Florida’s Giant Regulation Corporations Count on Billing Charge Will increase in 2020 Whereas Smaller Corporations Keep Put

Robert C. Furr, Furr Cohen

Robert C. Furr from Furr & Cohen. Photo: Melanie Bell

Florida's bankruptcy firms reported little or no rate hikes last year, while the state's larger Am Law 200 law firms all expect their own rates to rise.

The Daily Business Review collected reported rates in bankruptcy filings to get a sense of whether settlement rates in Florida are rising or falling. Compared to the average business rate in 2018, the median of bankruptcy partners among companies that created both lists increased slightly by 1.2% – a sign that interest rates among regional companies in Florida remained relatively constant.

The median of partners in the total sample of 71 Florida bankruptcy firms was $ 400. The median for employees was $ 319. The data do not take into account the creditor representation of larger companies such as Akerman, DLA Piper or White & Case, as these rates are not public. Representing creditors is often more lucrative and many attorneys in the room charge over $ 1,000 an hour.

At Furr & Cohen, which reported the eighth highest average billing rate, the average billing rate fell 7%. Co-founder Robert Furr said the slight decline was accidental. Prices can vary from year to year depending on whether he has offered a mixed fee or not and which personnel models he uses. Furr & Cohen reported an average partner billing rate of $ 500. In 2018, the company's average partner rate was $ 538.

"The drop is just random," said Furr. "I have not increased my partner quota in recent years."

While Furr and other bankruptcy firms do not appear to have raised interest rates, all major Florida companies expect increases. Holland & Knight, Shutts & Bowen, Akerman, Greenberg Traurig, Greenspoon Marder and GrayRobinson increased their rates by more than 3% in the past year and, according to ALM data, expect a company-wide increase of more than 3% for 2020.

Gretta Rusanow, head of advisory services at Citi Bank's law firm, said companies in the southeast, which include several companies in Florida, saw an average billing rate increase of 5.2% in 2019. This increase was fourth nationwide ahead of six other regions, including Washington, DC, northeast and northern California.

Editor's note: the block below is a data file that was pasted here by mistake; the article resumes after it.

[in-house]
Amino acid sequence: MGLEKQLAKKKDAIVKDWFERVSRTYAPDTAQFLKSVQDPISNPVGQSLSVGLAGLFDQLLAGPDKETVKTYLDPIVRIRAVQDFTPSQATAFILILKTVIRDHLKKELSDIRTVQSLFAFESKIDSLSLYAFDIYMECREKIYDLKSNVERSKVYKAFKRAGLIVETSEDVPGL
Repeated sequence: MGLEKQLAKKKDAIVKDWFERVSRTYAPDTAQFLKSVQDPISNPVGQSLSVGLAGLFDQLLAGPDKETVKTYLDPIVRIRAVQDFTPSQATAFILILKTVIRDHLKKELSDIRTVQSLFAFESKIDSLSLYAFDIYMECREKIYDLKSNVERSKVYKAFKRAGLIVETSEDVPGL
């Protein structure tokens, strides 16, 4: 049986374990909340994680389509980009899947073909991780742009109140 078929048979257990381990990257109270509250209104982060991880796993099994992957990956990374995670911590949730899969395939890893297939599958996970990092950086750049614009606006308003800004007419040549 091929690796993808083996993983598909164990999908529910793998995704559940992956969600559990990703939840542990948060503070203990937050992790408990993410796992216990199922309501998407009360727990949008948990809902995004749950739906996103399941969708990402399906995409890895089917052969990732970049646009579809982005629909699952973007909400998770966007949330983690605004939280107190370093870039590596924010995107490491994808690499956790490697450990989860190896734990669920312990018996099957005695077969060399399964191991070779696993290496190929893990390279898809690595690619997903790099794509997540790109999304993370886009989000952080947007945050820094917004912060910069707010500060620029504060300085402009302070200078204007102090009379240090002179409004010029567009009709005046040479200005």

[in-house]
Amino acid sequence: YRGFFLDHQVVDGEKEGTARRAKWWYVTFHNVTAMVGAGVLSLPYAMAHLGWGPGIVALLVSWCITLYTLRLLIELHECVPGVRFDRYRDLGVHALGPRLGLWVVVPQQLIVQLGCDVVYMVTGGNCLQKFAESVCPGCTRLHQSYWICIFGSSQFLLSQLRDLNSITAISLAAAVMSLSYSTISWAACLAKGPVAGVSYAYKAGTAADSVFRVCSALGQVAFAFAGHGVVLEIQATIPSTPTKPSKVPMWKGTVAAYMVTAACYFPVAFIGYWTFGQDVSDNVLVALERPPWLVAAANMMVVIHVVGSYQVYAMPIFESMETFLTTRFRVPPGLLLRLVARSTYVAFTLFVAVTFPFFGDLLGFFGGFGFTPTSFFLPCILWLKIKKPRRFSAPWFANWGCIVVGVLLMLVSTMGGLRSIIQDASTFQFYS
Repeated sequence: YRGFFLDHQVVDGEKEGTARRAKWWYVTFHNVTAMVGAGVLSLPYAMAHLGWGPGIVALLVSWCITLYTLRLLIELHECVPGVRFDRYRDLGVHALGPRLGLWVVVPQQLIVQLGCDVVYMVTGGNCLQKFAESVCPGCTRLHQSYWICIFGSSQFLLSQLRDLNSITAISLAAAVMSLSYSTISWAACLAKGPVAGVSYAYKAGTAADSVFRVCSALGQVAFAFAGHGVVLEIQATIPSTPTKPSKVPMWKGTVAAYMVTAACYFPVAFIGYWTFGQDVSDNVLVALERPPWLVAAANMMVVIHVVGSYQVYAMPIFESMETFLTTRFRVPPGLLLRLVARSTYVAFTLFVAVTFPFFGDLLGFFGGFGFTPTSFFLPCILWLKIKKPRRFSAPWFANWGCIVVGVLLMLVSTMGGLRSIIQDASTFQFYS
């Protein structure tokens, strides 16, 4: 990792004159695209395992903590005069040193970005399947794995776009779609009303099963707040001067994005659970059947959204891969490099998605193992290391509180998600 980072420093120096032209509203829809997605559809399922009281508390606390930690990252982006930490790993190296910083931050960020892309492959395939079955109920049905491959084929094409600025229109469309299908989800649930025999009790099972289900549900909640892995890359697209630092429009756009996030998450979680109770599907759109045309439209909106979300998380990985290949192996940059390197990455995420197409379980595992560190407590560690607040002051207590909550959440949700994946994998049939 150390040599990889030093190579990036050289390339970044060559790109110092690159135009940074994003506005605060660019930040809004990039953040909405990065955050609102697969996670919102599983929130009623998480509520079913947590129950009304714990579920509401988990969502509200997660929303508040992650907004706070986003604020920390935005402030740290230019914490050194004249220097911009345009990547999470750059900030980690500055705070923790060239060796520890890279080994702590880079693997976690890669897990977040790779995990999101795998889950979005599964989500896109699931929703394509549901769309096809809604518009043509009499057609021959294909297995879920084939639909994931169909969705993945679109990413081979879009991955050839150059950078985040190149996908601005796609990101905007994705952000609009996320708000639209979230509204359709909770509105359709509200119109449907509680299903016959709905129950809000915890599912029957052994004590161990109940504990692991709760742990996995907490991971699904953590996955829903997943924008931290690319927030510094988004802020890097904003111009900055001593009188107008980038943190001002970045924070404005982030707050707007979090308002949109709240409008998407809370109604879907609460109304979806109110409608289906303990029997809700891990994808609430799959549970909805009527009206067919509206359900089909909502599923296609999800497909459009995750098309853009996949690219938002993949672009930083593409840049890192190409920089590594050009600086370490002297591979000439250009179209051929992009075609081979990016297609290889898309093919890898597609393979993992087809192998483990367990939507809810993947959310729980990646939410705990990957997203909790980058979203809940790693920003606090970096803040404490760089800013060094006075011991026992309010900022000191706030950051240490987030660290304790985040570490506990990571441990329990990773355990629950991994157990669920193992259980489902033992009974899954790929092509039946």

However, prices in Florida have not yet risen to the level demanded by lawyers in other major markets such as New York, DC or Los Angeles. According to the Canadian practice management company Clio, the average billing rate for lawyers in Miami was $ 297 in 2017. This is the seventh highest value among the 10 major metropolitan markets that the company has examined. Lawyers in New York City and Los Angeles averaged the most at $ 368 an hour and $ 346, respectively.

Joe Ankus, a seasoned legal recruiter in Florida, said that because of the state's economic situation, prices in Florida are unlikely to match other metropolitan areas: more local, smaller businesses, and less of the large Fortune 500 corporate customers who regularly have prices nearby of $ 1,000.

Around 40 Fortune 500 companies are headquartered in Florida, including NextEra Energy, Publix Super Markets and Office Depot. For comparison, 95 Fortune 500 companies are based in New York and 118 in California.

"Miami has never seen itself in the same tariff structure as some of the more expensive markets," said Ankus. "It has nothing to do with the quality of the work; many companies represent local companies instead of national companies."

Prices can also vary within an internal market. Large multinational companies such as DLA Piper and White & Case often charge fees that are higher than locally based Am Law 100 companies such as Greenberg Traurig, Akerman and Holland & Knight. Smaller companies like Furr & Cohen who don't want to grow with the Am Law 200 can afford to keep their rates constant year after year.

The increasing rates of large companies offer smaller companies the opportunity to hire highly qualified lawyers. Many Big Law lawyers are affected by high rates that can shrink their client base, and smaller businesses can benefit.

Adam Foslid, former litigation manager at Greenberg Traurig, said his prices have changed moderately since he moved to boutique litigation firm Stumphauzer Foslid Sloman Ross & Kolaya last year. He said customers appreciated the lower rates and fewer conflicts in boutique practice.

"I think a lot of customers prefer smaller boutiques like mine, especially in litigation," he said. "It also opened doors for new opportunities and new customers that I could not be exposed to before."

Boutiques can also be more flexible with customer financial arrangements, said Luis Suarez, who recently left Boies Schiller Flexner to found boutique company Heise Suarez Melville along with two other Boies Schiller partners. Many larger companies reported that less than 10% of their revenue came from alternative fee schemes.

"Smaller companies can be more flexible in pricing and we can push the fixed fee regime forward," said Suarez. "And if they insist every hour, we can be more competitive in the market than a large national company."

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